Helianthus paradoxus (paradox sunflower, puzzle sunflower, Pecos sunflower) is a threatened species of sunflower found only in west Texas, Utah, and New Mexico salt marshes by the edges of inland salt lakes and salt flats.
Helianthus paradoxus was first created 75,000-208,000 years ago as a hybrid of H. annuus, the common sunflower, and Helianthus petiolaris, the prairie sunflower. The hybrid is more tolerant of salt than either parent species. Helianthus paradoxus is found in areas with salinity levels range from 10 to 40 parts per thousand. Due to its ability to withstand such high levels of salt, H. paradoxus is considered to be a halophyte.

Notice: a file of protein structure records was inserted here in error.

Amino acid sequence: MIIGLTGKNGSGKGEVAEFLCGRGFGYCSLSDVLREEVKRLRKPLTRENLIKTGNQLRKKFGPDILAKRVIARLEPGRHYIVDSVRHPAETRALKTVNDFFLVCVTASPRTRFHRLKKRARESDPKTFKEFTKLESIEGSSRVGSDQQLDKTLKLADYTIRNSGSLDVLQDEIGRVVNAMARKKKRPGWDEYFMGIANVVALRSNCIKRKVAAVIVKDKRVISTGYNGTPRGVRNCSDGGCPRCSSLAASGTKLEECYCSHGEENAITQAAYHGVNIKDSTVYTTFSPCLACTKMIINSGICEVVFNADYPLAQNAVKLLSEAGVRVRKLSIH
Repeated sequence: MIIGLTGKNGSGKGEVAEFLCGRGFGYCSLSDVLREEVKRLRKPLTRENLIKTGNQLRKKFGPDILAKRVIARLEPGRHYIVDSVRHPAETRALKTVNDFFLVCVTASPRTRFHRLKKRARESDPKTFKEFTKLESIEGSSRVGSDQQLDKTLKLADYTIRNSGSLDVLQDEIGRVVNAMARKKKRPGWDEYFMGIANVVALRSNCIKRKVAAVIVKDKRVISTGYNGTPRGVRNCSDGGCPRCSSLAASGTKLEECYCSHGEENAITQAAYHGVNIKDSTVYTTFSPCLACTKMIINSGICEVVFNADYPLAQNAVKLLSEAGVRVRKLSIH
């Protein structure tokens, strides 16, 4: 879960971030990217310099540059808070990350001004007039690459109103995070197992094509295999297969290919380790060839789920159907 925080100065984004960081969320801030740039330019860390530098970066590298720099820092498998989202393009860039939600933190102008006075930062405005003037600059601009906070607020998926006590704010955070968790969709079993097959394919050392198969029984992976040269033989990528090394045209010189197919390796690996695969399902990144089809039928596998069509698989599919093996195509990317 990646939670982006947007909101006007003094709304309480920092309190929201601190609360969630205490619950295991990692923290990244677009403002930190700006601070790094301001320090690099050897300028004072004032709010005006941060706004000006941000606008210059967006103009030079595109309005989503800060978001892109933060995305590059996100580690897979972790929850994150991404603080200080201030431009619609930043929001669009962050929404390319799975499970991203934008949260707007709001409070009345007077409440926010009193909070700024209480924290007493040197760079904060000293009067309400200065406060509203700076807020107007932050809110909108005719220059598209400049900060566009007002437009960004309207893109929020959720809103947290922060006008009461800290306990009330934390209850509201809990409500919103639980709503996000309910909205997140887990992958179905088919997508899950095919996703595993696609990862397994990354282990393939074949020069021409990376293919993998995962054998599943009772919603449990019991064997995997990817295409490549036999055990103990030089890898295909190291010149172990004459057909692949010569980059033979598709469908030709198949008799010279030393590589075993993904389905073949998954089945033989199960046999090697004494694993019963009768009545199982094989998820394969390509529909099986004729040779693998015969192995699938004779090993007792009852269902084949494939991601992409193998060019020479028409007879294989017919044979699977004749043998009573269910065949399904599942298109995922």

Pecos sunflower is an annual, herbaceous plant. It grows 1–3 metres (3.3–9.8 ft) tall and is branched at the top. The leaves are opposite on the lower part of the stem but alternate at the top, lance-shaped with three prominent veins, and up to 17.5 centimetres (6.9 in) long by 8.5 cm (3.3 in) wide. The stem and leaf surfaces have a few short, stiff hairs. Flower heads are 5–7 cm (2–3 in) in diameter with bright yellow rays around a dark purplish brown center (the disc flowers). Flowers are produced in September and October, much later than many other sunflowers.
This species was added to the Endangered Species Act on October 20, 1999. It is found in spring seeps, wet meadows, pond margins, and stream courses. All these populations are dependent on natural groundwater deposits.